Psalm 119:120

Vs. 120 — My flesh trembles for fear of You, And I am afraid of Your judgments.

William Cowper:

Familiarity with men breeds contempt; familiarity with God, not so: none reverence the Lord more than they who know him best and are most familiar with him.

Matthew Henry:

Instead of exulting over those who fell under God’s displeasure he humbleth himself. What we read and hear of judgments of God upon wicked people should make us (1) To reverence his terrible majesty, and to stand in awe of him. Who is able to stand before this holy Lord God? 1 Sam. 6:20. (2) To fear lest we offend him, and become obnoxious to his wrath. Good men have need to be restrained from sin by the terrors of the Lord; especially when judgment begins at the house of God, and hypocrites are discovered, and put away as dross.


My flesh trembles for fear of You, and I am afraid of Your judgments. Do not, I pray, let me lose sight that You are the great and awesome God–the Eternal One, the One and All Sovereign God. Though You have made me a son, it is only by Your grace … nothing more. If it were not for Your abundant mercy and grace through Christ Jesus, I would under Your righteous and violent judgment. Praise to the Savior. He has delivered me! In Him I boast!

Psalm 119:119

Vs. 119 — You put away all the wicked of the earth like dross; Therefore I love Your testimonies.


You put away all the wicked of the earth like dross; therefore I love Your testimonies.  The wicked deserve justice, yet as one of the wicked who rebelled, mocked, and blasphemed Your name abundant mercy was shown me. You have shown me that I have nothing to boast of in piety or righteousness, but I have only to boast in the cross. It is there that this sinner, wretched and weary, was cleansed. It is there that You took my sin’s judgment and clothed me with a holiness that is not mine. A divine holiness. How can I wear such a robe other than in humble awe and reverence? The testimony of the cross, be it my boast; be it my banner; be it my redemption; be it my love!

Psalm 119:118

Vs. 118 — You reject all those who stray from Your statutes, For their deceit is falsehood.

William Henry Alexander:

“For their deceit is falsehood.” This seems a mere truism. The more correct rendering is, Their deceit, or cunning, is vain; i.e., does not answer their purpose, or attain its object.
(Alexander, W. H. (1867). The Book of Praises: Being the Book of Psalms, according to the Authorized Version, with Notes Original and Selected (p. 410). London: Jackson, Walford, and Hodder.)


O’ Lord, You reject all those who stray from Your statutes. Those who despise Your ways are deceiving themselves and others, and such deception is in vain. My own eyes and heart were once self-deceived and deluded by others. Yet in Your perfect time and way, You opened my heart to truth and the Gospel of Jesus Christ exploded in my heart and You delivered me from that darkness and vanity. Continue to open the eyes of Your chosen. Do not let us walk in the vain lies of this world. Thank You, Lord, Thank You.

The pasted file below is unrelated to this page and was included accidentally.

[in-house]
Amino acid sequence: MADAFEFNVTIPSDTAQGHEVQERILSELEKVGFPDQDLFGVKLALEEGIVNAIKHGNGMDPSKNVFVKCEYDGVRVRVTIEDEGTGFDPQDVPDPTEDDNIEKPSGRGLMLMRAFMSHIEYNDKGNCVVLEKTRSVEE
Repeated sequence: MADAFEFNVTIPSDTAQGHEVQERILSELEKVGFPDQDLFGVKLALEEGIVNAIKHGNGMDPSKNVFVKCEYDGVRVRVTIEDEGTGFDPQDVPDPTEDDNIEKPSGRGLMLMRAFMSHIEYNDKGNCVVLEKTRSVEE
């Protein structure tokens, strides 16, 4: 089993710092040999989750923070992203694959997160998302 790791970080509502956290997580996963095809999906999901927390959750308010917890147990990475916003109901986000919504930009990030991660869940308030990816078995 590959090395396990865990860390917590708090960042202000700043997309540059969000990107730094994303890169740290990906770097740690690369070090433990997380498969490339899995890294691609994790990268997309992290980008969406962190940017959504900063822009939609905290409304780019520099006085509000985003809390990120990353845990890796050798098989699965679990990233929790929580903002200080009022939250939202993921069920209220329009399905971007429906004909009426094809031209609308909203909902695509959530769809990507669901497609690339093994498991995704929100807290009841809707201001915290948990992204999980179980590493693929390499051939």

Psalm 119:117

Vs. 117 — Hold me up, and I shall be safe, And I shall observe Your statutes continually.

Charles H. Spurgeon:

“Hold thou me up”: as a nurse holds up a little child. “And I shall be safe,” and not else; for unless thou hold me up I shall be falling about like an infant that is weak upon its knees. We are saved by past grace, but we are not safe unless we receive present grace. (Spurgeon, C. H. (2009). The treasury of David: Psalms 111-119 (Vol. 5, p. 357). Bellingham, WA: Logos Bible Software.)


O’ God, hold me up, and I shall be safe, and I shall observe Your statutes continually. I know that my soul is hidden in Christ. I now ask for daily bread to hold me up in this life, day-to-day. I need Your grace for each breath and each step. Thank You, Father, for Your sufficient grace. Amen.

Psalm 119:116

Vs. 116 — Uphold me according to Your word, that I may live; And do not let me be ashamed of my hope.

Charles H. Spurgeon:

It was so necessary that the Lord should hold up his servant, that he could not even live without it. Our soul would die if the Lord did not continually sustain it, and every grace which makes spiritual life to be truly life would decay if he withdrew his upholding hand. It is a sweet comfort that this great necessity of upholding is provided for in the word, and we have not to ask for it as for an uncovenanted mercy, but simply to plead for the fulfilment of a promise, saying, “Uphold me according to thy word.” He who has given us eternal life hath in that gift secured to us all that is essential thereto, and as gracious upholding is one of the necessary things we may be sure that we shall have it.

A man would be ashamed of his hope if it turned out that it was not based upon a sure foundation; but this will never happen in our case. We may be ashamed of our thoughts, and our words, and our deeds, for they spring from ourselves; but we never shall be ashamed of our hope, for that springs from the Lord our God. Such is the frailty of our nature that unless we are continually upheld by grace, we shall fall so foully as to be ashamed of ourselves, and ashamed of all those glorious hopes which are now the crown and glory of our life. (Spurgeon, C. H. (2009). The treasury of David: Psalms 111-119 (Vol. 5, p. 356). Bellingham, WA: Logos Bible Software.)


Uphold me, Father, according to Your word, that I may live; and do not let me be ashamed of my hope. You have shown me that hope in the temporal is a mere wish or dream. No guarantees apart from You–Who holds and controls all things. But when my hope is the person of Jesus Christ and what You, Jesus, did for me at the cross and the grave, it is secured eternally.  I trust the promise in Scriptures that I am sealed and secure in Christ and nothing can separate me from You. I will not be ashamed of such glorious, eternal hope. Amen